WHAT SCIENTISTS SAY "....."
SCIENTISTS ARE WARNING US ABOUT THE DANGERS
THE WORLD RESOURCES ARE GETTING DEPLETED. THE SCIENTISTS ALL OVER THE WORLD ARE SHOWING GREAT CONCERN. WHAT IS OUR DUTY?
We must understand the problem and follow some principles. We must be wise in using the resources.
3 May, 2009
A WAKE UP CALL
Scientists say we are living beyond our means. Is it true? Perhaps it is! Isn’t it shocking to hear that we have already consumed two thirds of the world resources and still do not respond to the call of the environmentalists?
We have almost tried our hands on each and every resource of the world and became the cause of depletion. Our forests, our wetlands, our mangroves, our soil, our water and even air have been thoughtlessly polluted or damaged by human activities. Now a stage has reached where one species may be a hazard to millions on the planet. The planet’s ecosystem can no longer withstand this onslaught on its vast resources. This earth which is the only living planet is on the verge of loosing its life if these warnings are not heard to.
What activities of man led to such disastrous situation? Let’s analyse and see:
1.As population increased the huge demand for food, shelter, fresh water, fuel etc. has increased. Demand for food led to more and more land being used for agriculture. Around 24%of the total land is used for agriculture.
2.Excessive demand for fresh water led to more than 50%of the fresh water from lakes etc being used by man. This is many times more than what it was a few hundreds of years back.
3.It is found that around 35% of mangroves, 20% of worlds coral reefs lost and the remaining badly damaged since 1980.
4.Some of the world’s greatest rivers are facing the risk of drying up much before reaching the sea.
5.Deforestation is raising the pollution levels and increasing global warming.
6.Many birds, mammals and amphibians are at the risk of extinction in this century.
Though man living in this technological age seems to have forgotten the vast benefits of nature, we cannot take these warning signals lightly. We need to respond to the call and the warning signals. Let us therefore do our best to take care of all these world resources and save our future generations.
WHAT SCIENTISTS SAY"...................."
Human footprint too big for nature, WWF, October 24, 2006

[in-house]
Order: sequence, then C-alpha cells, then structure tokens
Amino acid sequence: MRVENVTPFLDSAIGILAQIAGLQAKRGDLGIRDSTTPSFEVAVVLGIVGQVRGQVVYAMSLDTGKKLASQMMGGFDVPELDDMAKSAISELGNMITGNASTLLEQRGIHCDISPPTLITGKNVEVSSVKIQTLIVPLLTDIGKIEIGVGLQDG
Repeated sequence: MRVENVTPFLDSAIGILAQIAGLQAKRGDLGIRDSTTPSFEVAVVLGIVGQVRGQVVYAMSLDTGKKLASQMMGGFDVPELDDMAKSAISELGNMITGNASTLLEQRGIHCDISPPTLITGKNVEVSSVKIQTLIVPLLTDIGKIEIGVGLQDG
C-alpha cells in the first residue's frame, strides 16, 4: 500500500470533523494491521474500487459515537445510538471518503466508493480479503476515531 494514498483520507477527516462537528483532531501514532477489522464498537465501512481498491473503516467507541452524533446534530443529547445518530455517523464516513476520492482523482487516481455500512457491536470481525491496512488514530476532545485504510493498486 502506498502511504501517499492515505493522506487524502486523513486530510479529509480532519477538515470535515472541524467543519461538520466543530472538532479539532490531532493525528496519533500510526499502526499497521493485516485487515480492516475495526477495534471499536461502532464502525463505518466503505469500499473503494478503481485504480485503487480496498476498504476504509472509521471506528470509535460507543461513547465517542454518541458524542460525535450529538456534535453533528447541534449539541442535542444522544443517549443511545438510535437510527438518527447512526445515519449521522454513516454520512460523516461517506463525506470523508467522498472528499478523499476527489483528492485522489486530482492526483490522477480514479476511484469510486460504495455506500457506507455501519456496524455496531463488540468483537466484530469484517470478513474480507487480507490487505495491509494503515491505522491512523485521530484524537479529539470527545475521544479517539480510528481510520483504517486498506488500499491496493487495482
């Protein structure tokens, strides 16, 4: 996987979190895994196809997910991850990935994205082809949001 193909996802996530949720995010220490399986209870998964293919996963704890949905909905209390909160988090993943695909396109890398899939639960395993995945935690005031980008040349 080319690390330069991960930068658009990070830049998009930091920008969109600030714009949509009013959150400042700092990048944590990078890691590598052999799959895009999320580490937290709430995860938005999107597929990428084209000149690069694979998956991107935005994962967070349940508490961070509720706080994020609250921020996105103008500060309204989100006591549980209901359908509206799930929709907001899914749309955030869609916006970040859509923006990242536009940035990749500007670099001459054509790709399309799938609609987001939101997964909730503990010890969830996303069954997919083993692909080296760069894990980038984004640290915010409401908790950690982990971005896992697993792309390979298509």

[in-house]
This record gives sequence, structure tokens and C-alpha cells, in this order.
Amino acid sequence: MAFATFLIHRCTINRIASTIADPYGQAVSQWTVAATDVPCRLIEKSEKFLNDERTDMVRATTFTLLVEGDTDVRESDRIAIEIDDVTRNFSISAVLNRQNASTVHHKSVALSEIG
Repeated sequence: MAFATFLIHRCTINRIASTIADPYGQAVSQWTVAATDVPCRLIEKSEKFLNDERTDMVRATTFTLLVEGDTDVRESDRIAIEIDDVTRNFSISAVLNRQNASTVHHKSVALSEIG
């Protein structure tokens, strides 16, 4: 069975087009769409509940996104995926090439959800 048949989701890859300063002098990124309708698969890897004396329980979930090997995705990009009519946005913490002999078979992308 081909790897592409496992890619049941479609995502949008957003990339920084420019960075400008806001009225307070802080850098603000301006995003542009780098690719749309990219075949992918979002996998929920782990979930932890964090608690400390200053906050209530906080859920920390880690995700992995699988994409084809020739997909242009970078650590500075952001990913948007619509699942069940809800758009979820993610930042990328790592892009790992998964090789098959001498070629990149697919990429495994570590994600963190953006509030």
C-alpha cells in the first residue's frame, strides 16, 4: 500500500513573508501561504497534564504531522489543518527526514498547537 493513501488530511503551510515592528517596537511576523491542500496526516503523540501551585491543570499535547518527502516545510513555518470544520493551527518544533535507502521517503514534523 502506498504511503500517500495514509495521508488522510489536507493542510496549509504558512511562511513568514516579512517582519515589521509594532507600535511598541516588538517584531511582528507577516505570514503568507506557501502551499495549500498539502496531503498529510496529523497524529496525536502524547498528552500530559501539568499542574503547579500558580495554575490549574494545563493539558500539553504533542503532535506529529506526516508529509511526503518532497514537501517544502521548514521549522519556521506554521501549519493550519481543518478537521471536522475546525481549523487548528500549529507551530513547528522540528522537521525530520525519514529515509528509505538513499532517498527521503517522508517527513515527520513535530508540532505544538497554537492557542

1."Already resources are depleting, with the report showing that vertebrate species populations have declined by about one-third in the 33 years from 1970 to 2003. At the same time, humanity’s Ecological Footprint—the demand people place upon the natural world—has increased to the point where the Earth is unable to keep up in the struggle to regenerate.— Human footprint too big for nature, WWF, October 24, 2006
Climate Change and the World’s Coral Reefs, Greenpeace, 1999
2.“If climate change is not stopped, coral bleaching is set to steadily increase in frequency and intensity all over the world until it occurs annually by 2030—2070. This would devastate coral reefs globally to such an extent that they could be eliminated from most areas of the world by 2100. Current estimates suggest that reefs could take hundreds of years to recover. The loss of these fragile ecosystems would cost billions of dollars in lost revenue from tourism and fishing industries, as well as damage to coastal regions that are currently protected by the coral reefs that line most tropical coastlines.” — Climate Change and the World’s Coral Reefs, Greenpeace, 1999
Vandana Shiva, Stolen Harvest, (South End Press, 2000), p.1
3. It is true that cutting down forests or converting natural forests into monocultures of pine and eucalyptus for industrial raw material generates revenues and growth. But this growth is based on robbing the forest of its biodiversity and its capacity to conserve soil and water. This growth is based on robbing forest communities of their sources of food, fodder, fuel, fiber, medicine, and security from floods and drought. — Vandana Shiva, Stolen Harvest, (South End Press, 2000), p.1
Dr. Boris Worm, Losing species, Dalhousie University, November 3, 2006
4. Whether we looked at tide pools or studies over the entire world’s ocean, we saw the same picture emerging. In losing species we lose the productivity and stability of entire ecosystems. I was shocked and disturbed by how consistent these trends are—beyond anything we suspected. — Dr. Boris Worm, Losing species, Dalhousie University, November 3, 2006
THESE SAYINGS OF SCIENTISTS ALL OVER THE WORLD SHOW THE CONCERN FOR WORLD RESOURCES.